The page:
The timing of surgery is controversial. Proponents of delayed resection believe that resection might be safer in the older child, in whom vital neurovascular structures are more easily salvageable and blood volume is greater.
Recurrence as a result of incomplete excision has been described.
Although focal areas of immature cells have been reported, these masses lack invasive patterns and are not true neoplasms.
Rigorous post-operative care includes attention to nutritional status and speech and swallowing therapy.
Respiratory difficulty caused by an ectopic brain tissue mass in the neck of a two-month-old baby: a case report. Aboud MJ. J Med Case Reports. 2011 Jun 8;5(1):220. PMID: 21649939 (Free)
Extensive parapharyngeal and skull base neuroglial ectopia; a challenge for differential diagnosis and treatment: case report. Melo GM, Gonçalves Gdo N, Souza RA, Sguillar DA. Sao Paulo Med J. 2010;128(5):302-5. PMID: 21181072 [Free]
Neuroglial choristoma of the middle ear. Farneti P, Balbi M, Foschini MP. Acta Otorhinolaryngol Ital. 2007 Apr;27(2):94-7. PMID: 17608139 [Free]
Parapharyngeal neuroglial heterotopia presenting as a growing single locular cyst: MR imaging findings. Chen CY, Huang JH, Choi WM, Chen CL, Chan WP. AJNR Am J Neuroradiol. 2005 Jan;26(1):96-9. PMID: 15661709 [Free]
Azumi N, Matsuno T, Tateyama M, Inoue K. So-called nasal glioma. Acta Pathol Jpn. 1984;34:215–220.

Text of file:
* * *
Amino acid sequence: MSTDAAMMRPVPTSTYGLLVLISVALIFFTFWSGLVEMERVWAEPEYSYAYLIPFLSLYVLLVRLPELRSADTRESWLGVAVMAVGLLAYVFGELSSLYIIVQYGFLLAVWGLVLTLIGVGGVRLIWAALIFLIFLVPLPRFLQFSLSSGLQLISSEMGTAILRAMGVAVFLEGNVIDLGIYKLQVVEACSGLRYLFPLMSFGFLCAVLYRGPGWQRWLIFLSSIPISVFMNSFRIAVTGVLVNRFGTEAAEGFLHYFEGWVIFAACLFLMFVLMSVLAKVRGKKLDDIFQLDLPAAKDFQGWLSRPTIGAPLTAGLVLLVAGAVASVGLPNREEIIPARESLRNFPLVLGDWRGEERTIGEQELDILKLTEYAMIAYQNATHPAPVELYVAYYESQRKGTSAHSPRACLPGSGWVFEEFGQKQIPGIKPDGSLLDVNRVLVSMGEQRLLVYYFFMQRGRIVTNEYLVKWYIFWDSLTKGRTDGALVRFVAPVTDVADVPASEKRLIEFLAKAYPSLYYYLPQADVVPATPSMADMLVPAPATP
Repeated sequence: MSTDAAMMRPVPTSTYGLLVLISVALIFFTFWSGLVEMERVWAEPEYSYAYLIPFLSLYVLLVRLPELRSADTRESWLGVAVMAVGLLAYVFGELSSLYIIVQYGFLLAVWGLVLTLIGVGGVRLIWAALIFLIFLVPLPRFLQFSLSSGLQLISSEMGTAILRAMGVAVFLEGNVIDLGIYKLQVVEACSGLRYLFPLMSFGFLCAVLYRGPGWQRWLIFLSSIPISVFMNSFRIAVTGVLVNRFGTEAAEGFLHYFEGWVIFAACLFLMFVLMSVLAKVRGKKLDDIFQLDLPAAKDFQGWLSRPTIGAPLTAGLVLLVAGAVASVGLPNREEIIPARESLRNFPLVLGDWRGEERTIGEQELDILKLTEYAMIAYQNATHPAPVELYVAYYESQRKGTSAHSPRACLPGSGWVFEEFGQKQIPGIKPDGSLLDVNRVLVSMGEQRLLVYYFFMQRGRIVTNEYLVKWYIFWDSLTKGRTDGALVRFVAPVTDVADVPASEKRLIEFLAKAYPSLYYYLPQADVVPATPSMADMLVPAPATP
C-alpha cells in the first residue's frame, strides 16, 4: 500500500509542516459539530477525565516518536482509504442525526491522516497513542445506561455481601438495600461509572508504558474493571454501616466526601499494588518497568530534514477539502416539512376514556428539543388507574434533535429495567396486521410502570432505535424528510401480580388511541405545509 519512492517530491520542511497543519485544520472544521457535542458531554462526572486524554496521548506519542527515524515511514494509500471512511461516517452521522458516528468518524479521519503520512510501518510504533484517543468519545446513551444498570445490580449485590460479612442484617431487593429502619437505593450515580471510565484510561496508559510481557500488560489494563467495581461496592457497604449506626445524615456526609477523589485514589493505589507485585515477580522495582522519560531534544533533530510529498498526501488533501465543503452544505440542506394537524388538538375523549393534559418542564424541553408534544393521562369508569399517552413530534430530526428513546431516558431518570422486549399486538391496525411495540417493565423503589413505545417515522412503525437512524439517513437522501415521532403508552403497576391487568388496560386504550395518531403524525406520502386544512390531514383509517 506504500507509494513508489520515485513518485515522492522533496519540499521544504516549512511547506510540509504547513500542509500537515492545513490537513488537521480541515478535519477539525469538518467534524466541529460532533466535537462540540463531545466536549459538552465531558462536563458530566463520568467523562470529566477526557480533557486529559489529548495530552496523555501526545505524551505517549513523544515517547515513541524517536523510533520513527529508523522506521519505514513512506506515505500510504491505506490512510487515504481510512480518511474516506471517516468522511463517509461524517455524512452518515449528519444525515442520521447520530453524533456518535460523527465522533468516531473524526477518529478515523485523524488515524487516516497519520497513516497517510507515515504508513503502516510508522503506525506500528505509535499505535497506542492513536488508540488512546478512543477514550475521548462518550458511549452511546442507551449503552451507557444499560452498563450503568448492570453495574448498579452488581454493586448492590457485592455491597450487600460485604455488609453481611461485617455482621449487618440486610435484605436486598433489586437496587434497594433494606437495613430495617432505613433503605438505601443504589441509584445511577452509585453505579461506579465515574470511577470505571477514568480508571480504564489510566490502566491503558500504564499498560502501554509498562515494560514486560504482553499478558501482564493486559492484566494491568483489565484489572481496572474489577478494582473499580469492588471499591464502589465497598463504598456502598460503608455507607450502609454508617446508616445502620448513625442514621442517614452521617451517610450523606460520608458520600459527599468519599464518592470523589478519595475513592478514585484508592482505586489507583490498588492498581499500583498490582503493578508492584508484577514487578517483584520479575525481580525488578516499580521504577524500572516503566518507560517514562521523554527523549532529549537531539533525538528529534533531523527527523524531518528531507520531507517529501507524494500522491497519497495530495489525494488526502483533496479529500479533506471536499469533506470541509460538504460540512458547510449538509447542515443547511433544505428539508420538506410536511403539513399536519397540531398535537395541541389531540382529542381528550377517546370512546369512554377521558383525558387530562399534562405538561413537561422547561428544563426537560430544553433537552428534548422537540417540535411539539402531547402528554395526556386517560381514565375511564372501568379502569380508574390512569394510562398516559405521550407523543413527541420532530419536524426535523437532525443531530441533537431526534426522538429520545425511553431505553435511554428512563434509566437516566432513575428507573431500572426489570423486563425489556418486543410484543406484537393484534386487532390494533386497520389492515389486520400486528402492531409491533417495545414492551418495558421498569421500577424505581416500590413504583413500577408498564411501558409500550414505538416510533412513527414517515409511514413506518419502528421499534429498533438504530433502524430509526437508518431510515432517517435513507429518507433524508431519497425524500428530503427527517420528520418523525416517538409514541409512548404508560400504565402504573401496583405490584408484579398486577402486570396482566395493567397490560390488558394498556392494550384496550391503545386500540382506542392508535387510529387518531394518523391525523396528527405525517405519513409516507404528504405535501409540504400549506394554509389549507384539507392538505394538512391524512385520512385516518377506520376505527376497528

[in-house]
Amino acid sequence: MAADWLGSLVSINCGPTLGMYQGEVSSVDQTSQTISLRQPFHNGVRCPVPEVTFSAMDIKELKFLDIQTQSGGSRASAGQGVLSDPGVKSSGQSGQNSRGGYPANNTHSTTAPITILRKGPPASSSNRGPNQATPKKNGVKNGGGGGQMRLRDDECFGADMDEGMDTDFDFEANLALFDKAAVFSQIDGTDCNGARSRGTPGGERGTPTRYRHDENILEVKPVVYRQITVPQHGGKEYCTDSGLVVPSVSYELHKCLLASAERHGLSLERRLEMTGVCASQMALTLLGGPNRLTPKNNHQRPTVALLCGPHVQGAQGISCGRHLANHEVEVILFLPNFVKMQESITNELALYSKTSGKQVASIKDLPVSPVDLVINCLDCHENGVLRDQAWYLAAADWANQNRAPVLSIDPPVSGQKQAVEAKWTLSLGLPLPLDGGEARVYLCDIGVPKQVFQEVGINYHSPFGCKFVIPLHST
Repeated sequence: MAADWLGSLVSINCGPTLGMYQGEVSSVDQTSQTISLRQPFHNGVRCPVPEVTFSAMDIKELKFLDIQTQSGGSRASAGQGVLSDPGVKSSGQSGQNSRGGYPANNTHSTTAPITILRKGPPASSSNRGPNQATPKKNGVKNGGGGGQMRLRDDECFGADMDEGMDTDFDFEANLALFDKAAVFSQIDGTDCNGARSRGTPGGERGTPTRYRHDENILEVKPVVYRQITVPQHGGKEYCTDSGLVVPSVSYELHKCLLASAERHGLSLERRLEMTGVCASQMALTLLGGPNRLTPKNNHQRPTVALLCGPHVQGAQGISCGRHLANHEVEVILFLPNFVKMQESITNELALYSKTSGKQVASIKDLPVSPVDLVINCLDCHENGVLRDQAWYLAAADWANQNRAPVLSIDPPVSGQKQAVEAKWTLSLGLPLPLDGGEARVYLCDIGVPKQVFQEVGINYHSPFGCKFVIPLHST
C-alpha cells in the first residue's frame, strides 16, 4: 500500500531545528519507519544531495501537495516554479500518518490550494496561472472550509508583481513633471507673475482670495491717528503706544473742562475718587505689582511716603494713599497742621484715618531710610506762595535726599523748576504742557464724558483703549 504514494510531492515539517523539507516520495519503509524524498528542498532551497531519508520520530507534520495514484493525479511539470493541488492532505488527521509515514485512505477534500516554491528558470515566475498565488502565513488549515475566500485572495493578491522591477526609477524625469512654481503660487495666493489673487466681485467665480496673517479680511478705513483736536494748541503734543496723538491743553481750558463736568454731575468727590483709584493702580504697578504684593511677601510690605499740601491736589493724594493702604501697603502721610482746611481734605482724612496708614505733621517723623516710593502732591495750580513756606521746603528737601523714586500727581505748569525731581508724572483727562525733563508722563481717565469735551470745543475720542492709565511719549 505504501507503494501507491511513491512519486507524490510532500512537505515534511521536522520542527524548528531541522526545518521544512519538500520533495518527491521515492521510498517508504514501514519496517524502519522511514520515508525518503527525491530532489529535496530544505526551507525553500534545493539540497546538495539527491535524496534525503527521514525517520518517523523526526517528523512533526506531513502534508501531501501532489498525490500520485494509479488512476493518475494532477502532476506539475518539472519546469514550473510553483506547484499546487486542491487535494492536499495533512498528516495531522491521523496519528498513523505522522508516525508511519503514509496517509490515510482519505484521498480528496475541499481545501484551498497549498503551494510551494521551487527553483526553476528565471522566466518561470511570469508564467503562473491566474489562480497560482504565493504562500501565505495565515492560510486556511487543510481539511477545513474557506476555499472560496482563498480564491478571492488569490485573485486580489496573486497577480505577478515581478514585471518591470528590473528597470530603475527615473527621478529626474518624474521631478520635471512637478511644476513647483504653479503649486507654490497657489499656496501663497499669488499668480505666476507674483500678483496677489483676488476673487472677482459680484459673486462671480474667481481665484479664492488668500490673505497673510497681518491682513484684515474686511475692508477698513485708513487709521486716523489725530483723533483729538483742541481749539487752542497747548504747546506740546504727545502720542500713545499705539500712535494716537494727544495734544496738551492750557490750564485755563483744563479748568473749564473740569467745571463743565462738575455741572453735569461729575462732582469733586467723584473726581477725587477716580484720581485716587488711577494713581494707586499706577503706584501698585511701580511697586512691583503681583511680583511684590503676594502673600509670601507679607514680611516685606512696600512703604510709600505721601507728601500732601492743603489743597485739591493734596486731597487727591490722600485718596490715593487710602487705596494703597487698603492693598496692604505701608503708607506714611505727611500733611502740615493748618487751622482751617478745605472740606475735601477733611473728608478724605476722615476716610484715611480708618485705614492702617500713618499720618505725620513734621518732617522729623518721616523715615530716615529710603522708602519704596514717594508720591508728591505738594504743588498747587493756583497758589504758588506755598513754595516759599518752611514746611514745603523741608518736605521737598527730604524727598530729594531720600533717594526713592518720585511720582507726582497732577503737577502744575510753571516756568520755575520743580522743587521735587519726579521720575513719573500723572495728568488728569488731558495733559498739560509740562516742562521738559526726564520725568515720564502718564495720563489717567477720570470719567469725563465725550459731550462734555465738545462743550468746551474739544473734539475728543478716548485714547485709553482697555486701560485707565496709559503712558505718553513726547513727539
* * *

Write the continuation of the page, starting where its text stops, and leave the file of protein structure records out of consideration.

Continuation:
Hendrikson M, Faye-Petersen O, Johnson DG. Cystic and solid heterotopic brain in the face and neck: a review and report of an unusual case. J Pediatr Surg. 1990;25:766–768.
Broniatowski M, Witt WJ, Shah AC, Galloway PG, Abramowsky CR. Glial tissue in the parapharyngeal space. Arch Otolaryngol. 1981;107:638–641.
Forte V, Friedberg J, Thorner P, Park A. Heterotopic brain in the parapharyngeal space. Int J Pediatr Otorhinolaryngol. 1996;37:253–260. doi : 10.1016/0165-5876(96)01401-2
Behar PM, Muller S, Gerber ME, Todd NM. Heterotopic neurotopic neuroglial tissue causing airway obstruction in the newborn. Arch Otolaryngol Head Neck Surg. 2001;127:997–1002.
Chen CY, Huang JH. Parapharyngeal neuroglial heterotopia presenting as a growing single locular cyst: MR imaging findings. Am J Neuroradiol. 2005;26:96–99.
Ducic Y. Nasal gliomas. J Otolaryngol. 1999;28:285–287.
Uemura T, Yoshikawa A, Onizuka T, Hayashi T. Heterotopic nasopharyngeal brain tissue associated with cleft palate. Cleft Palate Craniofac J. 1999;36:248–251.
Hendrickson M, Faye-Petersen O, Johnson DG. Cystic and solid heterotopic brain in the face and neck: a review and report of an unusual case. J Pediatr Surg. 1990;25:766–768.
Robbins SH, Tomaszewski MM, Garcia VF, Eggli KD, d’Avis JC. Heterotopic brain presenting as a cystic neck mass with mandibular deformity. Pediatr Pathol. 1985;4:341–349.
Chen CY, Huang JH, Choi WM, Chen CL, Chan WP. Parapharyngeal neurological heterotopia presenting as a growing single locular cyst. AJNR Am J Neuroradiol. 2005;26:96–99.
Chan CY, Lim KE. Cystic heterotopic brain tissue presenting as a unilateral neck mass. Tzu Chi Med J. 2006;18:217–219.
Kallman JE, Loevner LA, Yousem DM, Chalian AA, Lanza DC, Jin L, Hayden RE. Heterotopic brain in the pterygopalatine fossa. AJNR Am J Neuroradiol. 1997;18:176–179.
Madjidi A, Couley G. Heterotopic neuroglial tissue of the face. Oral Surg Oral Med Oral Pathol. 1993;76:284–288.
Seibert RW, Seibert JJ, Jimenez JF, Angtuaco EJ. Nasopharyngeal brain heterotopia: a cause of upper airway obstruction in infancy. Laryngoscope. 1984;94:818–819.
Patterson K, Kapur S, Chandra R. Nasal glioma and related brain heterotopias: a pathologist’s perspective. Pediatr Pathol. 1986;5:353–361.
Bossen EH, Hudson WR. Oligodendroglioma arising in heterotopic brain tissue of the soft palate and nasopharynx. Am J Surg Pathol. 1987;11:571–574.
Lee SC, Henry MM, Gonzalez-Crussi F. Simultaneous occurrence of melanotic neuroectodermal tumor and brain heterotopia in the oropharynx. Cancer. 1967;38:249–253.